Myth #5: I know how to fix this
Congratulations: you’ve just been put in charge of your country’s decisions on dealing with COVID-19. You are presented with an option that is guaranteed to result in 10,000 deaths but is also guaranteed to save 10,000 jobs. Would you do it? How about a guaranteed 10,000 deaths to save a guaranteed 100,000 jobs? Where is your tipping point between saving lives and economic hardship?
Once you get comfortable with that, make it more interesting- take the word “guaranteed” out of the equation on both sides. How would that affect you? Would you be frustrated that you didn’t have clear information? Or would it make it easier for you to rationalize the potential negative impact (e.g.-maybe the loss of life wouldn’t really happen)?
This is an unprecedented situation. The most severe pandemic on a global scale prior to COVID-19 was the H1N1 virus of 1918. Below is a picture associated with that one- it was clearly a different era. COVID-19 is a whole new ball game.
So where do you go from here? This series of myths has been focused on data, which presents a challenge when looking to the future since that data hasn’t arrived yet. You have historical economic indicators at your disposal, but adapting them to this situation requires guesswork. You have models to predict how the virus will spread, which is a hot topic nowadays. Models are data based, future-focused, and widely misunderstood, making them a good fit for this series. The sample model we will use is from Imperial College and was published on March 16- the early stages of COVID-19. It is very well-done and has aged a bit, making it a perfect fit to illustrate four key points.
To learn how Ralph broke down the numbers, check out Orion’s Data Analytics Webinar Series.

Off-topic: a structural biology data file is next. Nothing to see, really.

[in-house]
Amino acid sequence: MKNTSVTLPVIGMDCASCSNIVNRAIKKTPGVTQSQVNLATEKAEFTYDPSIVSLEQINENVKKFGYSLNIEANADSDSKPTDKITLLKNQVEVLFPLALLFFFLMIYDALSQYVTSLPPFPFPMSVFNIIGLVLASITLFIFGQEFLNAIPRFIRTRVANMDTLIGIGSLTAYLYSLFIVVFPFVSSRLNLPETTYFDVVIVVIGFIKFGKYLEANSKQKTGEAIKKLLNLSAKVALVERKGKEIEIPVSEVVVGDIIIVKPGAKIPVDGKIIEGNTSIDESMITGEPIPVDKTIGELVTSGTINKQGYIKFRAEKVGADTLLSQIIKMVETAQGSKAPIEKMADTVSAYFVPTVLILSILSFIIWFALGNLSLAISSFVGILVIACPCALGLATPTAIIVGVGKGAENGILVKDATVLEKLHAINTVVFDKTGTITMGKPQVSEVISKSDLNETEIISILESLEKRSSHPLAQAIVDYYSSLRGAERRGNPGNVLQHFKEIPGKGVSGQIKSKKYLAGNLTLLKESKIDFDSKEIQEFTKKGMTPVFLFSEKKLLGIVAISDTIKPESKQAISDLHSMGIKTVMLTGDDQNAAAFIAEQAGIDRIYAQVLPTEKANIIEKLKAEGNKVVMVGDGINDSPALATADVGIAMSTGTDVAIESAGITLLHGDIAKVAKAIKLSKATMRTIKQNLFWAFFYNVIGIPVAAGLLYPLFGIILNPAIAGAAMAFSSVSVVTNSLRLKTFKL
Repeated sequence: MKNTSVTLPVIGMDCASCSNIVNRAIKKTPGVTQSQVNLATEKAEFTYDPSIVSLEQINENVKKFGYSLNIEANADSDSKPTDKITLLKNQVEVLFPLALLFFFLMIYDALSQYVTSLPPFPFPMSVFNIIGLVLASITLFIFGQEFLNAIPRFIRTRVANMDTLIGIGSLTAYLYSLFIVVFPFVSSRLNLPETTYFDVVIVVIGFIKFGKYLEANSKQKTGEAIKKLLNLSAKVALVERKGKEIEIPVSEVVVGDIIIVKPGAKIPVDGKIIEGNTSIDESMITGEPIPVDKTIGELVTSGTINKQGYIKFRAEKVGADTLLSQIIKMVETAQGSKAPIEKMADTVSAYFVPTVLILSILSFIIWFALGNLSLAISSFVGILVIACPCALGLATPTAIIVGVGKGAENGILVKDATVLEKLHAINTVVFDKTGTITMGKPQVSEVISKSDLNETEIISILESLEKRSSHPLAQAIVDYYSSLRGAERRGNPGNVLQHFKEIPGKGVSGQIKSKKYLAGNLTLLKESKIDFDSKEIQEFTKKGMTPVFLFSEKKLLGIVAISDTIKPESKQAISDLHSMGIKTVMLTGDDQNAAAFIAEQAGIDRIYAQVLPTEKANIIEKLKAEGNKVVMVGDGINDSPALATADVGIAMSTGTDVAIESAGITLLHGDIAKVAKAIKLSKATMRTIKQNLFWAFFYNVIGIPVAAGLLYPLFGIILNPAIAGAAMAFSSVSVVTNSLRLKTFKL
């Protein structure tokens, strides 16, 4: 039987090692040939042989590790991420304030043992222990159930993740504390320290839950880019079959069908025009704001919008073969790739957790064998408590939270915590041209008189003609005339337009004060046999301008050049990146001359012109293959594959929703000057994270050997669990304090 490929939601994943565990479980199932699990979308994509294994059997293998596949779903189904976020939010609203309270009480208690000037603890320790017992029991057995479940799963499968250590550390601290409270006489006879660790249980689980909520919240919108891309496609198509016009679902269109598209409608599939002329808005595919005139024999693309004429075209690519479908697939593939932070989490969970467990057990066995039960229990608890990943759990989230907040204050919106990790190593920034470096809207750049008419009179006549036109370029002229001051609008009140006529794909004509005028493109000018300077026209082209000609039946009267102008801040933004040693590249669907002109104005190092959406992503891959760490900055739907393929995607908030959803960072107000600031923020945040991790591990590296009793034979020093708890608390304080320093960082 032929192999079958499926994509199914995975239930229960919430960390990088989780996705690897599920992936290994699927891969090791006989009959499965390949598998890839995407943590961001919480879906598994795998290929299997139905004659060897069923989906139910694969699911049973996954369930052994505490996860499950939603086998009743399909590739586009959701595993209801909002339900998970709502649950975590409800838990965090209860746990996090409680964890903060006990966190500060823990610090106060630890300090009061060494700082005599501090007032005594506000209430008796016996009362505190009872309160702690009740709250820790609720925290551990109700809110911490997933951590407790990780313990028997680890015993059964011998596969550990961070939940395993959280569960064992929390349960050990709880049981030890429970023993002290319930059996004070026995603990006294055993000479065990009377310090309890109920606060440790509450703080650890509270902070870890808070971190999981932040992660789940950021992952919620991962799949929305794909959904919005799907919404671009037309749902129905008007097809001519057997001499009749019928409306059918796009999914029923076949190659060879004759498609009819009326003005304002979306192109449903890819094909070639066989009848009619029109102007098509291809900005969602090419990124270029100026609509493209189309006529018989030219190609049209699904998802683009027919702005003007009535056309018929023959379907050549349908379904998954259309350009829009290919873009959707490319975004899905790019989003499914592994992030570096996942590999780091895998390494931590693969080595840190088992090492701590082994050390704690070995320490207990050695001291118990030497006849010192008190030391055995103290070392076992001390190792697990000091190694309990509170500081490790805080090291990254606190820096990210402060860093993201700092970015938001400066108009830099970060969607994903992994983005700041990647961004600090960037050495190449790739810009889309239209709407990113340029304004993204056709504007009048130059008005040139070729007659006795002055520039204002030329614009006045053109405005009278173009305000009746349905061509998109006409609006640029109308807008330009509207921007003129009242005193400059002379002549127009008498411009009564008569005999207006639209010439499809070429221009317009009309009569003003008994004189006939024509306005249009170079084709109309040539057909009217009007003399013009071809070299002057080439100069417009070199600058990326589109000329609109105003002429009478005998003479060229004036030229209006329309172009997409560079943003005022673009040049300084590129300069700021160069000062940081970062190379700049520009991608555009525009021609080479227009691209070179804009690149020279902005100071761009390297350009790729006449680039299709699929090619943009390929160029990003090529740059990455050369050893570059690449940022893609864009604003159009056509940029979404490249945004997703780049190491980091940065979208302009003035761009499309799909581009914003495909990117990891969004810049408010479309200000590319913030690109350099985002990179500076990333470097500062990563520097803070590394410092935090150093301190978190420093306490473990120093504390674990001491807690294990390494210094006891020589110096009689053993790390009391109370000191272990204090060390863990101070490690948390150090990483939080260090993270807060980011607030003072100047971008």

Key point #1: The purpose of a model is not to predict a single outcome, like 4,327,862 global cases or 234,972 global deaths. The purpose of a model is to take the intelligence available at the time and project different outcomes based on different combinations of conditions. The Imperial College model also projects the impact of different preventative measures like social distancing (whole population or restricted to people >70), quarantine, closing of schools, etc. The model projected over 100 potential outcomes, based on what actions are taken. There’s a tendency to sensationalize the most negative possible outcome from a model (2.2 MILLION DEATHS POSSIBLE IN THE U.S. ALONE!) and then claim the model was wrong if it doesn’t happen. Don’t fall for it.
Key point #2: A model is not useless or wrong just because it has to be revised. The Imperial College report contained a lengthy section describing their assumptions- an incubation period of 5.1 days, 50% compliance with home quarantine, a reinfection rate of 2.4, etc. The virus was new when the study was conducted, so assumptions were based on the collective intelligence from coronaviruses in the past. To assume COVID-19 would behave exactly the same may not be totally realistic, but disregarding all prior knowledge would be irresponsible. The point is that as new information about the current virus is gathered it should be built into the model to improve your ability to predict outcomes from present point forward- which is critical, as conditions evolve over time.